Baltimore’s offense revolves around Lamar Jackson. It’s a run-heavy system, with Hurst saying the Ravens’ offense is really good at power-and-gap schemes, moving players and reducing defenders through gaps. With an offense centered around players like Julio Jones, Atlanta’s offense is much different.

“I think it is exactly what I was doing in college,” Hurst said. “I am pretty **** excited about it.”

The excitement Hurst feels about being in Atlanta’s offense radiates off him. It’s an energy others have commented about before Hurst even got the chance to during the third week of training camp.

He’s excited because, strictly from a scheme standpoint, everything starts outside. Hurst said Jones is going to be “a first-ballot Hall of Famer” who gets a lot of attention from safety help over the top while Calvin Ridley is going to continue to “do his thing.”

“It opens up the defense for me. If I can use my speed and athleticism, then I am definitely going to get open on linebackers and be physical with safeties. There’s going to be a lot of singled up stuff for me,” Hurst said.

In another sense, because of how quick, how vertical Hurst plays for a tight end, he believes he can draw attention to himself. In fact, that was something Hurst and Jones noted out on the field at practice Tuesday, just how much Hurst could free up Jones. And if the Falcons give defenses no choice by featuring Hurst, it could be a situation that works in the offense’s favor.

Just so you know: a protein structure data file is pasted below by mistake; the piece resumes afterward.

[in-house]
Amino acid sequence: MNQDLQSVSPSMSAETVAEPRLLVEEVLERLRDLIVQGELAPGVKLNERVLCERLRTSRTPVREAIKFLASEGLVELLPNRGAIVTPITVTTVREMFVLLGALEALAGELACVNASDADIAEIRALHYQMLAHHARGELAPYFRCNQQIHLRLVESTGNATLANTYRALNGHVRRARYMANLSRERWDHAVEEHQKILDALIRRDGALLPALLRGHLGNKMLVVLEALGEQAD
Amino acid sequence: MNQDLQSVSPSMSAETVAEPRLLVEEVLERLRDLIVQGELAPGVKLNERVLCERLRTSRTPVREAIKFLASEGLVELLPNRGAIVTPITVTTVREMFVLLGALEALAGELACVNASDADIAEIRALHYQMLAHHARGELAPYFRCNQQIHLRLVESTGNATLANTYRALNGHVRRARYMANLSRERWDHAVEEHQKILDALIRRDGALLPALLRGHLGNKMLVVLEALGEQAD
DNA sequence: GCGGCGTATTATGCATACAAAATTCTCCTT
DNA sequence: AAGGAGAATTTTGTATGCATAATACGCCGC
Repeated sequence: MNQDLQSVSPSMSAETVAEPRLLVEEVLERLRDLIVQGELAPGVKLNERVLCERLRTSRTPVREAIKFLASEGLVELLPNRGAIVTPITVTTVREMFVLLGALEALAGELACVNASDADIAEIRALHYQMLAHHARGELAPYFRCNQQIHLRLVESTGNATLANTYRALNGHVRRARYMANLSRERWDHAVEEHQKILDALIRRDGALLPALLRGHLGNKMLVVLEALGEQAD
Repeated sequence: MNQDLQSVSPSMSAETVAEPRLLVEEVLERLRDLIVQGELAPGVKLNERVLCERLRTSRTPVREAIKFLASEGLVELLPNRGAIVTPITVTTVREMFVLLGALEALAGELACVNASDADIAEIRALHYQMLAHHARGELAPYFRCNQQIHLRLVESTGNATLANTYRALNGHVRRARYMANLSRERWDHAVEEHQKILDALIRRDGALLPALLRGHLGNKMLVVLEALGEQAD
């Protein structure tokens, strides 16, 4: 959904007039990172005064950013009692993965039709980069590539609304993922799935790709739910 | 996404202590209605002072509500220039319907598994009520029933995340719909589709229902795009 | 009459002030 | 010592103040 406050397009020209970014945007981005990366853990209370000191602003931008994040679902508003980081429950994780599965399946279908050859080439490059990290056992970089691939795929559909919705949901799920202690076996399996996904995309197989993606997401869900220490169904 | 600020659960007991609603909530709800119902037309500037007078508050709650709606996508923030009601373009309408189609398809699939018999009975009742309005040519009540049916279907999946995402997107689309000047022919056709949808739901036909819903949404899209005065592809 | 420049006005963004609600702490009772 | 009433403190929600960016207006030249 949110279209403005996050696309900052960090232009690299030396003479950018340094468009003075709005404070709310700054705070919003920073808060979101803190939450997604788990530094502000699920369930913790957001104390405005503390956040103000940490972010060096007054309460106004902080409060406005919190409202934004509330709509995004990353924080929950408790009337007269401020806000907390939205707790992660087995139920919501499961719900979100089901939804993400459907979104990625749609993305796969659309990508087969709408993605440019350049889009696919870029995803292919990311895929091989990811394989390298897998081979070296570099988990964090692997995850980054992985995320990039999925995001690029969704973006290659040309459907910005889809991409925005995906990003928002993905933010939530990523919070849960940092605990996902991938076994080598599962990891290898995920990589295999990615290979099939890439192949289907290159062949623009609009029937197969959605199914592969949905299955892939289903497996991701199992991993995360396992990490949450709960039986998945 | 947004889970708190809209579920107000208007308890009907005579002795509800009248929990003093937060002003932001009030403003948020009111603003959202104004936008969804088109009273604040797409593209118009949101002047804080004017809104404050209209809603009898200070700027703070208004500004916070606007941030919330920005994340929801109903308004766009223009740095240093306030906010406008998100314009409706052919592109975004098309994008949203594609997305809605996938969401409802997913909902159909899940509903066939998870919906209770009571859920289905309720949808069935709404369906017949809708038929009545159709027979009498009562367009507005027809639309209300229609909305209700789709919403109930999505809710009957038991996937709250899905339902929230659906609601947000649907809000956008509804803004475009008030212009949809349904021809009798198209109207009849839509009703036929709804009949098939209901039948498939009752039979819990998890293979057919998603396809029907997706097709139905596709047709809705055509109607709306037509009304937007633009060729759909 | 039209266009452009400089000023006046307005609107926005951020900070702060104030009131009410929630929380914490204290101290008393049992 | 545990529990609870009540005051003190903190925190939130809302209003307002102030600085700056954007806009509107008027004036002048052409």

Regardless, Hurst feels he’s exactly where he needs to be, especially with Quinn picking his brain about his baseball roots.

“I just have to keep doing my job,” Hurst said, “because I think there’s going to be a lot of balls coming my way.”

Practice observations and notes
• Todd Gurley and Alex Mack were not dressed out in helmets and pads for the first day of padded practice. They were on the field but did not participate in any drills or scrimmage situations. Brian Hill and Justin McCray took the majority of snaps in their place. It was a scheduled off day for Gurley and Mack.

• Jamal Carter was activated off the reserve/COVID-19 list. This means the Falcons now have 80 players on their active roster, with no players currently listed on the reserve/COVID-19 list for the first time since the start of training camp.